In general, you should have a professional clean out your system every two to three years, depending on how dirty it is.

Signs That Your System Is In Trouble

The majority of septic systems require cleaning out on a regular basis, even when they are being used properly. The frequency with which you must perform this task is determined by the volume of the tank, the amount of time it is utilized, and even your geographic position. As a result of the differential in bacterial activity and decomposition rate between northern latitudes and warmer climates, septic systems in northern climates require more regular cleaning. In general, you should have a professional clean out your system every two to three years, depending on how much debris has accumulated.

  • Every septic system, even with excellent everyday use, need cleaning on a regular basis. The frequency with which you must perform this task is determined by the capacity of the tank, the amount of time it is utilized, and even your geographical location. Because of the difference in bacterial activity and decomposition rate between northern and southern temperatures, septic systems in northern climates must be cleaned out more regularly than those in southern climates. In general, you should have a professional clear out your system every two to three years, or more frequently if necessary.

The Plumbing Nerds Can Rescue An Ailing Septic Tank

You should not attempt to fix a problem with your septic system on your own if you are seeing warning signals or if it is due for periodic maintenance. This is the type of work that should be left to the professionals here at Plumbing Nerds, not the average homeowner. Getting started is as simple as dialing (239) 500-6373 or scheduling an appointment on our website.

3 Septic System Myths: Debunked

Food should never be disposed of in the garbage disposal. This is a typical expression among those who possess a septic system. Some individuals, however, believe that the phrase â€don’t flush your supper down the kitchen sink†means that they shouldn’t use their garbage disposal at all, which is incorrect. ” Your septic tank is capable of handling tiny pieces of food resulting from routine waste disposal use. Small pieces of food are broken down by the sewage tank’s ecology and bacterial population.

  1. Grease in your sink is one thing you definitely don’t want to happen.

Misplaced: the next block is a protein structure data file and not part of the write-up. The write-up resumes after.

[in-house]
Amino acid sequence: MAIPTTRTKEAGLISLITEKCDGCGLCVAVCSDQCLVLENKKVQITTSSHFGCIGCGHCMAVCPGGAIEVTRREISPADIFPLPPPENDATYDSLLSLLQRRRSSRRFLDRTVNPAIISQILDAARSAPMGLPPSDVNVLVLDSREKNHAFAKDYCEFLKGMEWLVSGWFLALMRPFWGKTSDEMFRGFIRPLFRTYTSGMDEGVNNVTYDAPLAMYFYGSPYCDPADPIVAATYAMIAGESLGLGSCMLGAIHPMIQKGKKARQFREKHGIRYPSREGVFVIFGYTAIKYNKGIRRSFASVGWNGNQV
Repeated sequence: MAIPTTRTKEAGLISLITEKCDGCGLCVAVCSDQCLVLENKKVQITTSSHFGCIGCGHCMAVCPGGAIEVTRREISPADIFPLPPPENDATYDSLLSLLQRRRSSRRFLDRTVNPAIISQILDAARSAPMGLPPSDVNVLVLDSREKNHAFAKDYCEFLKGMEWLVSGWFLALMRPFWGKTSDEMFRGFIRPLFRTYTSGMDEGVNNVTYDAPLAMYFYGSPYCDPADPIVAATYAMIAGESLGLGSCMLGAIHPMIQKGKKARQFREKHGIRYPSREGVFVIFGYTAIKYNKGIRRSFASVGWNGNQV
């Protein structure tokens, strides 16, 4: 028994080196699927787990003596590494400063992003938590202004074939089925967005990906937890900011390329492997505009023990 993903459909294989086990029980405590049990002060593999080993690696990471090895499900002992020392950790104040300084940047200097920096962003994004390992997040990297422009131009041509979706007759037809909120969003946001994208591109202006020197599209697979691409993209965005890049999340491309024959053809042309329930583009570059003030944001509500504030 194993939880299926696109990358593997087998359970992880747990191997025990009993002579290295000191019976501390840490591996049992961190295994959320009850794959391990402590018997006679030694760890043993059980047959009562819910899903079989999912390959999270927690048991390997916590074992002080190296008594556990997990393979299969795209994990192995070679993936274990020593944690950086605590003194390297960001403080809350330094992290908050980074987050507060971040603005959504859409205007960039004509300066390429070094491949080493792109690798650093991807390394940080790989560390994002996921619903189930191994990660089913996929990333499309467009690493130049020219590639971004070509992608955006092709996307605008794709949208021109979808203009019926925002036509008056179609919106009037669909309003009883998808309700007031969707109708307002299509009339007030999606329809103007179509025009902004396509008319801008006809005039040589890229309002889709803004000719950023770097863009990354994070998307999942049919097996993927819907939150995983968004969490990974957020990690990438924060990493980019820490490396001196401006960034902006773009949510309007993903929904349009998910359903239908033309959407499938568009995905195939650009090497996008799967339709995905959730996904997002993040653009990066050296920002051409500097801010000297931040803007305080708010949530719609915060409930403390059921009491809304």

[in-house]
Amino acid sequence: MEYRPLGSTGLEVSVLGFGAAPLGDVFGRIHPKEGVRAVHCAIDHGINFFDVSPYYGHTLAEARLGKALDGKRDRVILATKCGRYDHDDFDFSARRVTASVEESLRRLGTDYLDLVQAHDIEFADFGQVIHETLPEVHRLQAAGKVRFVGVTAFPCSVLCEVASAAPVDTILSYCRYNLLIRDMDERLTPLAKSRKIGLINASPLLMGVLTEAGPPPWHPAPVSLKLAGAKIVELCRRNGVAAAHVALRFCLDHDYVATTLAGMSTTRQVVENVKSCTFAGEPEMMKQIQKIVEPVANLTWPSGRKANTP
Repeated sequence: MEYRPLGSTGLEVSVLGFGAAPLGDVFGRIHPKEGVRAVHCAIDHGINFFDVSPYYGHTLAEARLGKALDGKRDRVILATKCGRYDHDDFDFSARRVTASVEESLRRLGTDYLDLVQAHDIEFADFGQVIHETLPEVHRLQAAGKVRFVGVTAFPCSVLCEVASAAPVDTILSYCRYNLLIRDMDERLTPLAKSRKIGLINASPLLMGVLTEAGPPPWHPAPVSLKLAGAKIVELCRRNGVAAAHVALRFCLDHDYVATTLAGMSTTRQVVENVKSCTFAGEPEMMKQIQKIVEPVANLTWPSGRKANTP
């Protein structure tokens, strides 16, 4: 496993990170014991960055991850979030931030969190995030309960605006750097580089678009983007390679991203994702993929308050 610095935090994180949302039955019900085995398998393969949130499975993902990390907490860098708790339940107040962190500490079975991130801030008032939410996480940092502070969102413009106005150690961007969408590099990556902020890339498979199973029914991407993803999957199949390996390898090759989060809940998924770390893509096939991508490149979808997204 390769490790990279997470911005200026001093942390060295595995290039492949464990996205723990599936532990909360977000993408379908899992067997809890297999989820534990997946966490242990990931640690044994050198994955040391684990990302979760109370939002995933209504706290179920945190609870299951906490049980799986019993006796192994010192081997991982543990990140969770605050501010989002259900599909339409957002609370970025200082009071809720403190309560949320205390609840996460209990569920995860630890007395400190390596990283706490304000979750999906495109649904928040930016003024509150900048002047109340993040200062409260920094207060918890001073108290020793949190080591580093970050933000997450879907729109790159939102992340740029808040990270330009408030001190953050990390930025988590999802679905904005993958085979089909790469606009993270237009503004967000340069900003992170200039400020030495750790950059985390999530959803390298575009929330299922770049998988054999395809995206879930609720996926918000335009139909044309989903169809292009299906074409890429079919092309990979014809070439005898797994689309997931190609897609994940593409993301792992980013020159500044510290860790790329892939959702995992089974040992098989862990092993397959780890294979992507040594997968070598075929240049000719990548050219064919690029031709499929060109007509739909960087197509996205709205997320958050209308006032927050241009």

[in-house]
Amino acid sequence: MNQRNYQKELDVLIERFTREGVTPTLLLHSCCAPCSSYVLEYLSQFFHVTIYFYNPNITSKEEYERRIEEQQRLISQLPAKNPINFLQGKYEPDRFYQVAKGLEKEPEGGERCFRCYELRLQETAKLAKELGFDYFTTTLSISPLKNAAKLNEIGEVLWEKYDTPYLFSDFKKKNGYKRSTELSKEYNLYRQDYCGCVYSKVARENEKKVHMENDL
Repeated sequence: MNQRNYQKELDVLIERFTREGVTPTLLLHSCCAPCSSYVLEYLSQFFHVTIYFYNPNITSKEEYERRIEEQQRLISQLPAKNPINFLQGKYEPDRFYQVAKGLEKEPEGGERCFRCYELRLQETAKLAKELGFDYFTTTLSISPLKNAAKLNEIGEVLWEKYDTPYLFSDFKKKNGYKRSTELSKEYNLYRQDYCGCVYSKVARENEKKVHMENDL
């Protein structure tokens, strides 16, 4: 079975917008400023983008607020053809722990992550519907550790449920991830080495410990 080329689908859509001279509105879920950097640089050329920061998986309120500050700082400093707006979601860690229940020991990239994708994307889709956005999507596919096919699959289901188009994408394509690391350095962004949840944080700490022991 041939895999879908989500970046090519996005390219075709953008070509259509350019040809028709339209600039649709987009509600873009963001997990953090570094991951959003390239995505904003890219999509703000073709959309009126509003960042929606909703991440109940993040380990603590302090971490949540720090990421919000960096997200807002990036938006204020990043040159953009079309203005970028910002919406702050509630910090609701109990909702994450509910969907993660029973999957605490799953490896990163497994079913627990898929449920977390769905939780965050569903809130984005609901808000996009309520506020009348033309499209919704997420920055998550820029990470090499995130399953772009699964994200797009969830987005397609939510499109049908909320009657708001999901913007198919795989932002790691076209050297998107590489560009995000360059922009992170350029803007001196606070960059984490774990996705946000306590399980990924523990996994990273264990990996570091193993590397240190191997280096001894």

2. Grease is a dual menace since it is both a plumbing and a septic adversary.
  3. This might result in drainfield failure, which would be a very expensive problem.
  4. Never flush cleaning products down the toilet or down the sink.
  5. It is never a good idea to dispose of cleaners and solvents that are not permitted for flushing down a sink or drain into your sink or toilet, much alone any drain in a house that is on septic.
  6. A modest infusion of bleach from a load of laundry will have no effect on the bacteria and water in your septic tank, which holds several thousand gallons of water.
  7. These vast quantities of highly concentrated chemicals are not suitable for disposal in a septic tank.

Also keep in mind that devices that release chemicals continuously, such as a toilet bleach puck, are not suggested.

Never flush uncooked cleaners, bleach, or other home chemicals down the toilet or down the sink.

It is possible that breaking this regulation will result in your septic tank being “broken.” 3.

Keep your money in your pocket.

The ecology simply need the normal bacteria that it obtains from naturally occurring human waste to function properly.

There are no well-established studies that demonstrate significant benefits from the use of additives.

Most additives, according to the Washington State Health Department, have no beneficial influence upon the performance of on-site systems and, in fact, can pollute groundwater aquifers, render septic drainfields useless, and cause homeowners to incur significant costs in repairs.